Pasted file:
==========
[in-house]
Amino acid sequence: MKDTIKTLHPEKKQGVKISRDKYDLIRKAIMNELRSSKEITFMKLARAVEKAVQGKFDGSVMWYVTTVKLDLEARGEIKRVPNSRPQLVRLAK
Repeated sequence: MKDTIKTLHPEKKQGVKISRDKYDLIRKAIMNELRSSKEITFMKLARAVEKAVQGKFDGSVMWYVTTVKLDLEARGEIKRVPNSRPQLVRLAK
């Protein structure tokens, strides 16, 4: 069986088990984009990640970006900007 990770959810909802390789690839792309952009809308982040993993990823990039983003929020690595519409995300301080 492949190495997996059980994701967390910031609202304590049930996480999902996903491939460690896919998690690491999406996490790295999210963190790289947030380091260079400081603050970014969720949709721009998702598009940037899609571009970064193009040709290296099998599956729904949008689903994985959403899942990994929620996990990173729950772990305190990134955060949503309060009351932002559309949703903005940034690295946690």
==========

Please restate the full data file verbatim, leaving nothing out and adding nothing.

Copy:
[in-house]
Amino acid sequence: MKDTIKTLHPEKKQGVKISRDKYDLIRKAIMNELRSSKEITFMKLARAVEKAVQGKFDGSVMWYVTTVKLDLEARGEIKRVPNSRPQLVRLAK
Repeated sequence: MKDTIKTLHPEKKQGVKISRDKYDLIRKAIMNELRSSKEITFMKLARAVEKAVQGKFDGSVMWYVTTVKLDLEARGEIKRVPNSRPQLVRLAK
């Protein structure tokens, strides 16, 4: 069986088990984009990640970006900007 990770959810909802390789690839792309952009809308982040993993990823990039983003929020690595519409995300301080 492949190495997996059980994701967390910031609202304590049930996480999902996903491939460690896919998690690491999406996490790295999210963190790289947030380091260079400081603050970014969720949709721009998702598009940037899609571009970064193009040709290296099998599956729904949008689903994985959403899942990994929620996990990173729950772990305190990134955060949503309060009351932002559309949703903005940034690295946690």